Marianne Oberg Scholarship Fund
Marianne Oberg Scholarship fund was created to inspire, encourage and support visual artists who have a calling to create ceramic art. Marianne herself had such a calling, which she described in a letter in 2007:
“I have found that verbal spiritual teachings have a tendency to become degraded over time and misinterpreted and misunderstood. I believe that this tendency is minimized when a spiritual teaching is transmitted via artwork (for example Egyptian and Tibetan and Indian and Mesoamerican art and the paintings of Nicholas Roerich).
I want to embody the unity of all spiritual teachings in my clay sculpture. The idea came to me that angels are a component of most spiritual teachings so I am working on a long-term project to embody the abstract angelic visions I see when I meditate into clay. The airy quality of angels and the earthy grounded clay don’t mix too well (but part of what I want to do is ground this energy in the everyday world) so I have had numerous technical problems and will undoubtedly have lots more. I have a personality that goes well with a long-term project so this is OK.”
Marianne was born in Chicago in 1949. She grew up in Illinois, an only child in a working class family. Her mother had picked cotton as a child, and her father was a machinist. With aid of a National Merit Scholarship she attended Knox College in Galesburg, Illinois majoring in mathematics and graduated with honors in June, 1971. She did graduate study in mathematics at Clark University in Worcester, Massachusetts 1971–1972. On October 7, 1972 she married Robert Oberg, whom she met at Knox College while she was a student and he was a professor.
She did graduate studies in psychology at Brandeis University in Waltham, Massachusetts 1977 – 1978. After that she decided to devote herself to the arts. She had learned various handcrafts from her mother and grandmother. She enrolled in and completed a two-year program in professional craft studies in weaving at the Worcester Craft Center. She began doing clay in addition to weaving and did some experiments in mixed media. She studied ceramics at De Cordova Museum and Mudflat Studio in Massachusetts.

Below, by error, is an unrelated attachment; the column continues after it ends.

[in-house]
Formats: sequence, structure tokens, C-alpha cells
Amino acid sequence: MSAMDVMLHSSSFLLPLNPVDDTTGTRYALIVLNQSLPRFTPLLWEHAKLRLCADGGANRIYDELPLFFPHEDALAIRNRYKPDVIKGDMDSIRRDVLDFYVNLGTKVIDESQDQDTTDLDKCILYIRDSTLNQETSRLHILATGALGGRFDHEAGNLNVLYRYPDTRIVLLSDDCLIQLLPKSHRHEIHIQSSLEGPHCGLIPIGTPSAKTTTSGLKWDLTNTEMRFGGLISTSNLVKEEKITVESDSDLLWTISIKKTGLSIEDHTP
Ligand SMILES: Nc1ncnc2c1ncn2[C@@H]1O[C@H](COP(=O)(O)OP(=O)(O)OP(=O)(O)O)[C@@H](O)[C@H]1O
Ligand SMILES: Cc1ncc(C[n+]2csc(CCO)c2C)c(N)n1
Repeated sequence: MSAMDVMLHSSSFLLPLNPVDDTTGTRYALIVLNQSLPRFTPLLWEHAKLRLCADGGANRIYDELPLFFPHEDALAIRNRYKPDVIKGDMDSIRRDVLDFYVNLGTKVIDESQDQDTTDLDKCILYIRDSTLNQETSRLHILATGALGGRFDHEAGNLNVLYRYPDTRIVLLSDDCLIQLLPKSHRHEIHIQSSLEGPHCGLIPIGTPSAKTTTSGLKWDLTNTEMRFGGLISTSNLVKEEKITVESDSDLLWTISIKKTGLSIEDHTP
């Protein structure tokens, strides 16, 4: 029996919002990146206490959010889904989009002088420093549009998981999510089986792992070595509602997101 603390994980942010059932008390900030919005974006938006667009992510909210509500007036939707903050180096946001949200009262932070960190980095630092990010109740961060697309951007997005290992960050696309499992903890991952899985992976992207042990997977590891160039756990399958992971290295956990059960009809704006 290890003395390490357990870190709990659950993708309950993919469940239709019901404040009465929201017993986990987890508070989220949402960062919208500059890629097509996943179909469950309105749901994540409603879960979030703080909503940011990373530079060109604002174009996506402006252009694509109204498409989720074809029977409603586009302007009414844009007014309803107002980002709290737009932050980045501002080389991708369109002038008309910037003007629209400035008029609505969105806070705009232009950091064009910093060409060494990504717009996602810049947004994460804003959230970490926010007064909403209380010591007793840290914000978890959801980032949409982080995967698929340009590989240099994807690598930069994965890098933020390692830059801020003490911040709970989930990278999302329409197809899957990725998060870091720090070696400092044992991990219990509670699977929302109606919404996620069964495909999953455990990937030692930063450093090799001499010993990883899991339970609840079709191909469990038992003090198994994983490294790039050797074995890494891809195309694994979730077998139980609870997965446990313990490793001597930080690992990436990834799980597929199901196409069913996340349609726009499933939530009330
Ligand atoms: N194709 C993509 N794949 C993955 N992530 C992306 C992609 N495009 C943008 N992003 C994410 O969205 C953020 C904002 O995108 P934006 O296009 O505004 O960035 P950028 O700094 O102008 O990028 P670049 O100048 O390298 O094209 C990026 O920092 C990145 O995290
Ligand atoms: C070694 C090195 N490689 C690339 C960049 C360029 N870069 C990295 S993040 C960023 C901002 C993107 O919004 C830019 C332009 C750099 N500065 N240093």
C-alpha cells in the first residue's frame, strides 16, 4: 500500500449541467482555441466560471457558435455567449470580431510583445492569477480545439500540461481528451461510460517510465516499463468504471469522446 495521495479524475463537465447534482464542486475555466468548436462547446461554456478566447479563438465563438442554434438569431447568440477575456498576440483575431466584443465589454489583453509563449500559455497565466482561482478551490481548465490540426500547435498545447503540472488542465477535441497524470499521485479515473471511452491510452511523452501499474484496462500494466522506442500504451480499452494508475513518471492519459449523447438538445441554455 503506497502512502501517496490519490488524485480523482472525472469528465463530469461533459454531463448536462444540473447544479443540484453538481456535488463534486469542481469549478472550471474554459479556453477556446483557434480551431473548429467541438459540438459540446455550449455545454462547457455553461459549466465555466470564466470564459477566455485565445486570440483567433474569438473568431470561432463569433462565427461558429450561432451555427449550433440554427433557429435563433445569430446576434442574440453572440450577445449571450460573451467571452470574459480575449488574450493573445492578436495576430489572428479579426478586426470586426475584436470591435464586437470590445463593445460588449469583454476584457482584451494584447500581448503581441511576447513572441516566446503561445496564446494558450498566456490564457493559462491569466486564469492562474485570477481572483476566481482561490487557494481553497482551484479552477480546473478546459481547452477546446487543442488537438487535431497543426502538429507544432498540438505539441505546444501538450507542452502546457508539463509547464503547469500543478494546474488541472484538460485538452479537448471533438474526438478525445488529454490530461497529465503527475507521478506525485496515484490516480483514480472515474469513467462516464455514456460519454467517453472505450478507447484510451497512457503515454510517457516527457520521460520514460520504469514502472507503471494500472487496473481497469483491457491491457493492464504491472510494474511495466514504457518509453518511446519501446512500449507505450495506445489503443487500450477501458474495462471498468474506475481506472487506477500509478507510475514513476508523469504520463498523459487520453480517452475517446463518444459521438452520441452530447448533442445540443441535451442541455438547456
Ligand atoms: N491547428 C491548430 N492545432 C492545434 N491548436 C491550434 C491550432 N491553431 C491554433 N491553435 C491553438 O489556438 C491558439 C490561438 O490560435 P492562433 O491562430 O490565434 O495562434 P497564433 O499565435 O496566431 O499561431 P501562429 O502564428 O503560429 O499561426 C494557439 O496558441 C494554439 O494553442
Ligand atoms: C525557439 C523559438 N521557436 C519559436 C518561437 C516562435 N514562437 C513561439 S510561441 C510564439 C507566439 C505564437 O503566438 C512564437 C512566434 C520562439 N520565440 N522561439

Beginning in the 1980s Marianne explored many spiritual teachings. Branching out from a Unitarian-Universalist community, she practiced Zen mediation, studied Theosophy and Tibetan Buddhism and enrolled in the B.O.T.A correspondence lessons. She studied the curriculum of the Servants of the Light mystery school, becoming a second-degree initiate. Zen was a very deep practice for Marianne, including both daily zazen and occasional weekend sesshin retreats. Her teacher was Maurine Stuart, who studied in Japan. Marianne would probably have stayed with Zen as a permanent practice, but Maurine died in 1990. In the last years of her life she found a new spiritual path in Spiritism. Most Spiritist books are written in Portuguese, so she began study of that language, completing all three levels of the Rosetta Stone course.
Marianne’s preferred medium for artistic expression was clay hand-building and sculpture. Her work included lizards, frogs and other animals, fanciful pinch pots, sculpture in a Mesoamerican or Egyptian style, ritual pieces, and experiments in abstract angelic forms. Two of her latest pieces were a tower based on the Tarot card and an octopus vase. Her later work was done at Clayworks and Mint Hill Arts in North Carolina. She was also an accomplished at sewing and needlepoint and stitched many beautiful canvases.
Marianne had a lifelong love of birds, and in 2011 she volunteered to help in the rehabilitation of birds at the Carolina Raptor Center. During the spring 2012 photo shoot at the Raptor Center she took over 1000 photographs which she could cull for a series of bird sculptures. The first piece was to be an owl. Her desire was to capture the dynamic quality of birds and use this experience for future work in angelic forms. Her long range goal was to create spiritual art.
Marianne died in 2012 of injuries suffered from a vehicle accident and this scholarship fund was created in her memory.